High carbon ferrochromium is an iron alloy containing chromium, which is obtained by smelting chromium ore, lime (limestone or jadeite), and crushed coke in an electric furnace. Due to the excellent performance of high carbon ferrochrome and its widespread popularity among consumers, silicon manganese alloy particle manufacturers use vacuum treatment for the treatment of high carbon ferrochrome. In this regard, high carbon ferrochrome manufacturers introduce:
High carbon ferrochromium contains 30% gas by volume (mainly nitrogen and hydrogen), which floats at the interface between molten steel and slag during steelmaking, increasing the burning loss of chromium and reducing the recovery rate; When chromium iron alloy containing bubbles is crushed and packaged, silicon manganese alloy will cause a large amount of metal loss. The vacuum treatment of high carbon ferrochromium is a casting process adopted to reduce the gas content of the alloy.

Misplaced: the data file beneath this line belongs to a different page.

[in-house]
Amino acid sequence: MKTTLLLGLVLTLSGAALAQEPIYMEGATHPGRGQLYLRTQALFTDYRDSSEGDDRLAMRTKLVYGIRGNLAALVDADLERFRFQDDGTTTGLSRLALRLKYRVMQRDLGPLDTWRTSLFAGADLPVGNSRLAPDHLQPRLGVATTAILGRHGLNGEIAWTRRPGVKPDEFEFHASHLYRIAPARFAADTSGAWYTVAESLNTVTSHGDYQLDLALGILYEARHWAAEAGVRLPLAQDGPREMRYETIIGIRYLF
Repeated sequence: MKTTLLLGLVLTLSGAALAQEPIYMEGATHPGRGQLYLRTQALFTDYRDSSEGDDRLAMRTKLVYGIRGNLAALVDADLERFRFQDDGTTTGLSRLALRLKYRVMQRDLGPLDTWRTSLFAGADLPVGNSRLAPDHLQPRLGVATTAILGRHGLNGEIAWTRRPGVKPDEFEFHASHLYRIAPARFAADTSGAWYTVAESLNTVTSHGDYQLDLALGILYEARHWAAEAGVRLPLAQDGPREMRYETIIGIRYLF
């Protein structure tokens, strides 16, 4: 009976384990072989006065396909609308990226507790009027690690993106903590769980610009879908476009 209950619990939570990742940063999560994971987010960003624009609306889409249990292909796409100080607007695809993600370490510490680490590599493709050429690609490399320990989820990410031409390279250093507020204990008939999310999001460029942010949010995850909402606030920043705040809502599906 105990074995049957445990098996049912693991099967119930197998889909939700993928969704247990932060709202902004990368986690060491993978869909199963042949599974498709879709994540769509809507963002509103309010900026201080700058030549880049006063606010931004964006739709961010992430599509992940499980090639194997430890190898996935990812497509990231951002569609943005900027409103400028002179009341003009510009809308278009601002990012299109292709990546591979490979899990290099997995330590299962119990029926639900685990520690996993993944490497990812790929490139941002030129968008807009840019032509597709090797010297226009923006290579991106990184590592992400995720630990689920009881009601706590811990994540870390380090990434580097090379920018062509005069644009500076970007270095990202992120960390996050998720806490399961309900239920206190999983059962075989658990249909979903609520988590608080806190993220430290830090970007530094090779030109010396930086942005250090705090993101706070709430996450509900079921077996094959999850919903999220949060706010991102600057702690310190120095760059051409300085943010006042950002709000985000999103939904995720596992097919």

It involves placing a molten iron ladle filled with liquid chromium iron into a vacuum chamber, sealing it, and using a vacuum pump to extract air for about 5 to 7 minutes, with a vacuum degree of 10.6 kPa to 13.3 kPa. Then, breaking the vacuum, removing the ladle, and casting it again can achieve the goal of reducing inclusions and gases, making the surface of high carbon chromium iron smooth and flat, reducing fragmentation and packaging losses.